Police address ATVs on east side

Minibikes, dirt bikes, off-road cycles on rise

May 29, 2007|By Nick Shields | Nick Shields,SUN REPORTER

While working at his printing shop in Middle River on a recent weekend afternoon, Randy Cogar heard rumbling on his property.

He looked outside and saw a man and woman riding on a large, four-wheeled all-terrain vehicle. A second, smaller ATV trailed not far behind.

"They just went zipping by - and I just gave them a dirty look back," Cogar said.

It was the first time in Cogar's memory that he had seen an all-terrain vehicle cruising on his property - and, he hopes, the last.

"I wouldn't want to see my property become a trail," he said. "It's not safe for them or other people to do that."

All-terrain vehicles, minibikes and dirt bikes have become increasingly popular in eastern Baltimore County, police say. In response, officers from the county Police Department's Essex Precinct are, about twice a month, searching the area for off-road vehicles to try to stem the problem.

The officers are out to inform riders of the laws covering their vehicles and the dangers the vehicles pose. The purpose is not so much to arrest people, but to educate and save lives, said Cpl. Robert Baldauf, the precinct's traffic supervisor.

Since 2002, nearly 300 minibike and off-road motorcycles have been registered with Baltimore County, according to the county Department of Permits and Development Management. But police say many vehicles are not registered.

This year, about 30 people have been charged with breaking minibike and off-road motorcycle laws in Baltimore County, according to county police statistics. On average, about 90 people are charged with such violations each year.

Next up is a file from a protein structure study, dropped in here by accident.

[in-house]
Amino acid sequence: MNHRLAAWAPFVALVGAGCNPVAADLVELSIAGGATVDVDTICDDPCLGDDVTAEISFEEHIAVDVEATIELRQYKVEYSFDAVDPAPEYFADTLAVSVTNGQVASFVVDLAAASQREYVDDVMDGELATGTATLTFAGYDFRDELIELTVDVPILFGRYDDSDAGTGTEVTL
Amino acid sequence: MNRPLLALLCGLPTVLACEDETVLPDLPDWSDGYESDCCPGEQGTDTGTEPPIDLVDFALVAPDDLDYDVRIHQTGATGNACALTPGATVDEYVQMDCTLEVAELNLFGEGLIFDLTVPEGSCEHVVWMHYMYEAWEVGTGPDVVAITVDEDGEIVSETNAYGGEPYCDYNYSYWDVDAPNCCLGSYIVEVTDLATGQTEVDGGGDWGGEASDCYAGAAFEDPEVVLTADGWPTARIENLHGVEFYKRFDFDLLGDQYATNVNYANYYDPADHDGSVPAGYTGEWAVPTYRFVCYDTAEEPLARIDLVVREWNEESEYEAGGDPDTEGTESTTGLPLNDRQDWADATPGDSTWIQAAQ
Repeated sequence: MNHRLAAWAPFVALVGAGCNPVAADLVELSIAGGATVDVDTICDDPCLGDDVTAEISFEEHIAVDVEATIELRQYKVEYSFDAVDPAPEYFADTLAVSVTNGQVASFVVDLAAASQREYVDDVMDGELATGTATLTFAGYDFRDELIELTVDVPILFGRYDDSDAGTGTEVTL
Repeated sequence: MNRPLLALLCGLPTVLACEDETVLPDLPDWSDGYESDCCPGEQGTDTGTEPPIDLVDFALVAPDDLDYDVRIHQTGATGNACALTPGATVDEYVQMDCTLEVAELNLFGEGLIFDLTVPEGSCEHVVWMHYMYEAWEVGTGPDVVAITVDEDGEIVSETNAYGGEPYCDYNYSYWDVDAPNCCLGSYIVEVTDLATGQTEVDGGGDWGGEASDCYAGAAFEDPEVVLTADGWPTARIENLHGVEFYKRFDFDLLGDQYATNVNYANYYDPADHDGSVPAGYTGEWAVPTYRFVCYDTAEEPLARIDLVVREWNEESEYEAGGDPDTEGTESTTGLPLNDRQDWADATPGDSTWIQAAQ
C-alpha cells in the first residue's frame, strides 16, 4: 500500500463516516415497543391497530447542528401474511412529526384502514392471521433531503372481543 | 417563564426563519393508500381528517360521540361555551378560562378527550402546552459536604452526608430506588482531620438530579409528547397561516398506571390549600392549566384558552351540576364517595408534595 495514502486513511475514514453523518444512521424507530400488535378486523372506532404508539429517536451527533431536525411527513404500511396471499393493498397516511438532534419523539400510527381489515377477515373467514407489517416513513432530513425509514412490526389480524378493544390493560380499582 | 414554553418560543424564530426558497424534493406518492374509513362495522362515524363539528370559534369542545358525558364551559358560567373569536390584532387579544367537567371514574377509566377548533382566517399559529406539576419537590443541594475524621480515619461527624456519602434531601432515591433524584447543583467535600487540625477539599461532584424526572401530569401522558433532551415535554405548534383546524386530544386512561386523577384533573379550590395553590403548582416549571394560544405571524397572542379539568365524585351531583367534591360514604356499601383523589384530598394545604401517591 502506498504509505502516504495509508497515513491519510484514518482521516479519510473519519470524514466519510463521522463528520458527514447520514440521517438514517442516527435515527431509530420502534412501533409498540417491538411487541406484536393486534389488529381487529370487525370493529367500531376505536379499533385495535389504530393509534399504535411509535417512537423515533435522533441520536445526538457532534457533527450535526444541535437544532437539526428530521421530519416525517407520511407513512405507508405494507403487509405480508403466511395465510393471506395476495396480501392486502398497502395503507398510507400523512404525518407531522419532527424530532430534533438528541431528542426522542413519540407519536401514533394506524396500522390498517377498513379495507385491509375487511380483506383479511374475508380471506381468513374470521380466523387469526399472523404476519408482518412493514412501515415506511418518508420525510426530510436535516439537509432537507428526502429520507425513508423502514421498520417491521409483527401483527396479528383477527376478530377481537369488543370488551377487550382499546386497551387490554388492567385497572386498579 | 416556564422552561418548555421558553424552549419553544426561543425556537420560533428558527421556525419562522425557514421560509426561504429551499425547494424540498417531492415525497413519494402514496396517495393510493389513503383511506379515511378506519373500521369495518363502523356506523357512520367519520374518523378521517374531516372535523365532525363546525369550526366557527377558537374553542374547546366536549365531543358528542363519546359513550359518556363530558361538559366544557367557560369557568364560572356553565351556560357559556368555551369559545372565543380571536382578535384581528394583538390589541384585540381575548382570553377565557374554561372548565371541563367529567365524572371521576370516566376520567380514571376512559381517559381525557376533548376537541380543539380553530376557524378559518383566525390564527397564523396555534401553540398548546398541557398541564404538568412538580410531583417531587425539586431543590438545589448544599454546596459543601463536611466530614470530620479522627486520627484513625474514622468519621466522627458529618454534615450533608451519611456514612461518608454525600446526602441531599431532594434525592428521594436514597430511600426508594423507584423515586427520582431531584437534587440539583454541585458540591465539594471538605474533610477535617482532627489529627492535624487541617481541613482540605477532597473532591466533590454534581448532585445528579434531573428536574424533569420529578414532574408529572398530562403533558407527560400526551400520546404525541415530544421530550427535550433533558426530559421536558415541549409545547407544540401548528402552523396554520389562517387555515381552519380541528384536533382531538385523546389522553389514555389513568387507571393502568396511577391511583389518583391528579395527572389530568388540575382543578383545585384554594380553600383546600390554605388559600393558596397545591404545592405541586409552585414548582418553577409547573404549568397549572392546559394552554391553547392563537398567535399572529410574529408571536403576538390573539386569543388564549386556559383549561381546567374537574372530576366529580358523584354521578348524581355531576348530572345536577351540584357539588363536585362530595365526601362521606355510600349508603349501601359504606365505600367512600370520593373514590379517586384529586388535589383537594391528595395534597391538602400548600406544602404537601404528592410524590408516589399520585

For ATV owners who don't have access to a legal place to ride nearby, Baldauf suggested designated areas at state forests. While the Maryland Department of Natural Resources provides trails for off-road vehicles in Garrett, Potomac, Green Ridge, Savage River and Pocomoke state forests, authorities said that they have experienced a large increase in the number of riders seeking permits in the past decade.

"There's a strong demand for areas to ride ATVs," said Kenneth Jolly, associate director for the Department of Natural Resources' Forest Service, adding that more private-sector areas allowing riding would help ease the demand.

County Councilman Joseph Bartenfelder, a Fullerton Democrat whose district includes Middle River, said the county could benefit from having an area set aside for ATV riders.

"There's not a place for them to ride that's in a reasonably short distance," he said.

An area for ATV riders could also generate revenue, he said. "But the problem that we have here is, where could you put it?" he added.

Bartenfelder said he has fielded several complaints at community meetings about ATVs on private property, but that more concern has been raised about their theft.

Last year, James Neil Rivers Jr., 20, was fatally shot in his Essex driveway when he confronted burglars who were attempting to break into his shed and steal an all-terrain vehicle.

"Riding on property where they don't belong has been a problem for years - but these break-ins are what's really bad," Bartenfelder said. "Those crimes against people are what I always worry about."


ATV laws

Baltimore County's laws for minibikes and off-road motorcycles include:

All-terrain vehicles and dirt bikes may not be operated on roadways or public property.

ATVs may not be operated on private property without written permission from the owner.

ATVs may not be operated within 300 feet of a residence.

ATVs and dirt bikes may not be operated between 8 p.m. and 7 a.m.

Headgear is required, and all riders are required to wear eye protection or have a windscreen.

Vehicles must be registered by the adult owner or a parent or legal guardian of a minor owner. The registration card must be carried and shown when requested by a police officer.

[Source: Baltimore County police]

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